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Fox Sports’ Katie Nolan destroys her own network’s sexist article

Katie Nolan rant

Katie Nolan/YouTube

If you don’t know Katie Nolan, she’s outstanding on these topics. Especially if it comes at the price of her employer.

Say this for Fox Sports’ Katie Nolan. She is not afraid to criticize the company that pays her salary.

We saw that last September when she said, “The truth is, the NFL will never respect women and their opinions as long as the media it answers to doesn’t. I’m ready when you are, Fox.”

On Monday, Nolan was at it again—this time, she took on FoxSports.com for publishing an article titled “How to Land a Husband at the Masters.” Although FoxSports.com’s Clay Travis, who runs the website Outkick The Coverage (which is under the Fox umbrella), told Nolan that the article, written by Rebecca Johnson, was supposed to be lighthearted, Nolan certainly didn’t take it that way.

And Nolan—who’s quickly become well-known for these sarcastically humorous, yet incisive outbursts on her new show, Garbage Time—went on a 4-minute rant of jokes and sharp points. Take a look.

My personal favorite quote: “Not every women goes to sports events to find a husband. But two to 3 percent that do, and they deserve to have articles geared to their interests on sports websites they’ll never visit, just in case they end up there by accident,” Nolan said. “It is very easy to try type ‘Cosmopolitan.com’ and accidentally type ‘FoxSports.com’ if you’ve just got your nails done.”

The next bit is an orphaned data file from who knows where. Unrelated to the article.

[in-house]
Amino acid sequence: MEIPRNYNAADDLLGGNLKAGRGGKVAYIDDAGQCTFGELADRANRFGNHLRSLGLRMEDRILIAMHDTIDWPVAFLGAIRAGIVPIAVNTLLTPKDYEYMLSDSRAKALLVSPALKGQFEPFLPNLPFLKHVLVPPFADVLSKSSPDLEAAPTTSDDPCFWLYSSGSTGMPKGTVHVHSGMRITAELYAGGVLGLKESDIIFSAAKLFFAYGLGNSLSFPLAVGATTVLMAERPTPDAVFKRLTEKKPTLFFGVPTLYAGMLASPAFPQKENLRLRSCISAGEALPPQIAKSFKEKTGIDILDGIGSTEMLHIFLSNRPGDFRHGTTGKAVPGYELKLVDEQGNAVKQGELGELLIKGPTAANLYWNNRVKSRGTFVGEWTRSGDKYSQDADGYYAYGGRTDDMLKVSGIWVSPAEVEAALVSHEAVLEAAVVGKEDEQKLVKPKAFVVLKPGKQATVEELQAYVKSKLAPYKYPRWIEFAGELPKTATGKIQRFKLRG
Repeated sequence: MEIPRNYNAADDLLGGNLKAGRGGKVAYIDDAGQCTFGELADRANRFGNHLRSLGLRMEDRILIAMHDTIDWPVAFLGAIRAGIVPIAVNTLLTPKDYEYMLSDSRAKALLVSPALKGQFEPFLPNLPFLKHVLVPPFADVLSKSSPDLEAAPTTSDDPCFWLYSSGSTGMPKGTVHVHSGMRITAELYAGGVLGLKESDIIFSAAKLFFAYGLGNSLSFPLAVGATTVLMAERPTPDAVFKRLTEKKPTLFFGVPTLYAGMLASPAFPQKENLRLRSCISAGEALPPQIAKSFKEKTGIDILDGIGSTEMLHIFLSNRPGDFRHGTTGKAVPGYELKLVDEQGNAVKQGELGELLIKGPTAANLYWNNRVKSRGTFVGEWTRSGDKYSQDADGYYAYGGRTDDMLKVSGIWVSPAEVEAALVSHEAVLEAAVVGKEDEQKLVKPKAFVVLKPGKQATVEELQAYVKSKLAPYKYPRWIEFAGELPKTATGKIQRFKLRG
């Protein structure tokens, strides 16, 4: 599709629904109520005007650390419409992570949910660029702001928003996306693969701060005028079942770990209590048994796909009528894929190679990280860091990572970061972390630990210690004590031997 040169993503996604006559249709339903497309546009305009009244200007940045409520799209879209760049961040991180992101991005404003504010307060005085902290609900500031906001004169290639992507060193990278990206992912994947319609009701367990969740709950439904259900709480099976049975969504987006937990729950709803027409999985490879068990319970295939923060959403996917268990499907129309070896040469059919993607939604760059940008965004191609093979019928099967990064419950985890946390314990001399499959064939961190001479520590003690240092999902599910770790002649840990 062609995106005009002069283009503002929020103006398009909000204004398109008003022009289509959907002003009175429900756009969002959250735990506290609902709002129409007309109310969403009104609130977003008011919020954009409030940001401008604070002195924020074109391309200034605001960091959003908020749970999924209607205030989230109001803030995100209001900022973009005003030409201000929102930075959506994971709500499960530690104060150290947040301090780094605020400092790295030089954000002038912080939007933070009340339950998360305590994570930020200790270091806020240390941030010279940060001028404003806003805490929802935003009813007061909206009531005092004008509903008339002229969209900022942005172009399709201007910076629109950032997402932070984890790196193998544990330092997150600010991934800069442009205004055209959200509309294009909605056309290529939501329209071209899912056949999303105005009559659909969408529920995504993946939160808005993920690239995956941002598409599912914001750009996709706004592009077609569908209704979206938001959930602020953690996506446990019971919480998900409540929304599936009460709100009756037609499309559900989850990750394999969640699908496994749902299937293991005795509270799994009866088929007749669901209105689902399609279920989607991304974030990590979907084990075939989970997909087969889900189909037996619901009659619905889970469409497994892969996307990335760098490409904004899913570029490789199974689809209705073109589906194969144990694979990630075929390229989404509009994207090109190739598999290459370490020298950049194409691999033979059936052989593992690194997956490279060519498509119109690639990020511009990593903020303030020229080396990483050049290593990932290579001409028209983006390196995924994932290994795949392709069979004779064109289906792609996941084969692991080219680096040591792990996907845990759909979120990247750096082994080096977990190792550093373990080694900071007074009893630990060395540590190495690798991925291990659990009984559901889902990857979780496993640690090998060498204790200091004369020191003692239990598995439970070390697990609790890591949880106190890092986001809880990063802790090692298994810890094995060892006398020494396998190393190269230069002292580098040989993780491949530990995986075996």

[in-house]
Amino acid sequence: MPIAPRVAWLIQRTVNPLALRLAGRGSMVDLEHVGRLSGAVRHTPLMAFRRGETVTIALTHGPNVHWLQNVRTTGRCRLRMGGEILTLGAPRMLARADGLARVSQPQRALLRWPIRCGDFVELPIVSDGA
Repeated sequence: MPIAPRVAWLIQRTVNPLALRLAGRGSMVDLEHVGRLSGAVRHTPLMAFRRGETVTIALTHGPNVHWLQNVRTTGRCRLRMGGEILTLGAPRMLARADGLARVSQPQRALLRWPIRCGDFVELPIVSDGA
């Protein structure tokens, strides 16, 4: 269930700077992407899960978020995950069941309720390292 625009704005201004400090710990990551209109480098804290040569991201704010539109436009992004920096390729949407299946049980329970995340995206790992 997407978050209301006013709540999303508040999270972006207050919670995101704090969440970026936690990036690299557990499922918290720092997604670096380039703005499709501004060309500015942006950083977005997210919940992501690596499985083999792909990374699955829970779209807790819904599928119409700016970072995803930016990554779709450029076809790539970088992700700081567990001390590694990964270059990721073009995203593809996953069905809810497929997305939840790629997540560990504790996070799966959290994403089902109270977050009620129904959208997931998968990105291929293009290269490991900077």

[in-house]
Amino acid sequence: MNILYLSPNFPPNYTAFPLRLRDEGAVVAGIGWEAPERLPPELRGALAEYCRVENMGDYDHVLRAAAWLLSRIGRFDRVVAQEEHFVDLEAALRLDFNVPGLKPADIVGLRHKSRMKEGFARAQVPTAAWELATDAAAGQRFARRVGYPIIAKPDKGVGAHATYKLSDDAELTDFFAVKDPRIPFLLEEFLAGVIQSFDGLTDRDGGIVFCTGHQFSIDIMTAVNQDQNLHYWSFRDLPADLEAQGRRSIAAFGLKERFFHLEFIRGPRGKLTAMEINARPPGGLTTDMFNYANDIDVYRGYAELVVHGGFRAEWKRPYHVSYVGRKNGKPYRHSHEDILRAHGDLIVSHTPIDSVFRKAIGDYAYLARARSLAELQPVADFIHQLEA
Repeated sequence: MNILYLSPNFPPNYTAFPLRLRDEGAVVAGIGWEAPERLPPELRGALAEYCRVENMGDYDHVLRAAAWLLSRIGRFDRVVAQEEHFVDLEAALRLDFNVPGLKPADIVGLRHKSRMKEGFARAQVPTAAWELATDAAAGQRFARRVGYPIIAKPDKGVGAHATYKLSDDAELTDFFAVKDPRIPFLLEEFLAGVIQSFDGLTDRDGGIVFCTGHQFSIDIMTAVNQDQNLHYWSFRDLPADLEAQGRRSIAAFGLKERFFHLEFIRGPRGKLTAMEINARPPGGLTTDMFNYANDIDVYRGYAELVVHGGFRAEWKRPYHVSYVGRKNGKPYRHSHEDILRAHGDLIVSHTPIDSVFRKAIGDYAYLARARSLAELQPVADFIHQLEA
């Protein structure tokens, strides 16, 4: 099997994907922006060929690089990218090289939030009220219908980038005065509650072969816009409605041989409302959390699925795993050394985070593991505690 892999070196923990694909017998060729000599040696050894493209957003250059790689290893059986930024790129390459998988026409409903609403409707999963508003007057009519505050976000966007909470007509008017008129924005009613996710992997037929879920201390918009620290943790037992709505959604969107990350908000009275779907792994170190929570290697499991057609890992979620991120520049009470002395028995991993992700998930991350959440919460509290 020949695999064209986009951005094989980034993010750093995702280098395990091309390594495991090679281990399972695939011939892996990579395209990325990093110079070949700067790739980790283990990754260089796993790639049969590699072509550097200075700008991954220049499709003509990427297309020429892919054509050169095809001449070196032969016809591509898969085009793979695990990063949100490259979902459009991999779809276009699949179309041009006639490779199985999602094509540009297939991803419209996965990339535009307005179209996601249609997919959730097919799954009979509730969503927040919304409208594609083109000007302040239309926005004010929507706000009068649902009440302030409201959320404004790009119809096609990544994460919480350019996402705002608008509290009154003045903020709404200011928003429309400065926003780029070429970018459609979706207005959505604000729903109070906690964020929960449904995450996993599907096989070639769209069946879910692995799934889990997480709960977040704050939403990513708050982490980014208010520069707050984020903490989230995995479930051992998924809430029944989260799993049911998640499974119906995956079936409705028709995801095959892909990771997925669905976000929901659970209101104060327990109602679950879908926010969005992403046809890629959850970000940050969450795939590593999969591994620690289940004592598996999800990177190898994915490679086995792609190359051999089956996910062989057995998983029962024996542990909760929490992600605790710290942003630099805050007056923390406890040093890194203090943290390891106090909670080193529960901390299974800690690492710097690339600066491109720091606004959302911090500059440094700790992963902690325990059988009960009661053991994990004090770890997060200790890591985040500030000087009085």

And of course, the kicker of the piece, which I won’t spoil for you here, is gastrointestinally fantastic (and also sort of disgusting and something that probably wouldn’t be included in any “How to Land a Husband” articles).

My take: The article in question was silly. Nolan’s response was silly, as well. But also a hundred times more awesome.

Screengrab via Katie Nolan/YouTube

Josh Katzowitz

Josh Katzowitz

Josh Katzowitz is a staff writer at the Daily Dot specializing in YouTube and boxing. His work has appeared in the New York Times, Wall Street Journal, Washington Post, and Los Angeles Times. A longtime sports writer, he's covered the NFL for CBSSports.com and boxing for Forbes. His work has been noted twice in the Best American Sports Writing book series.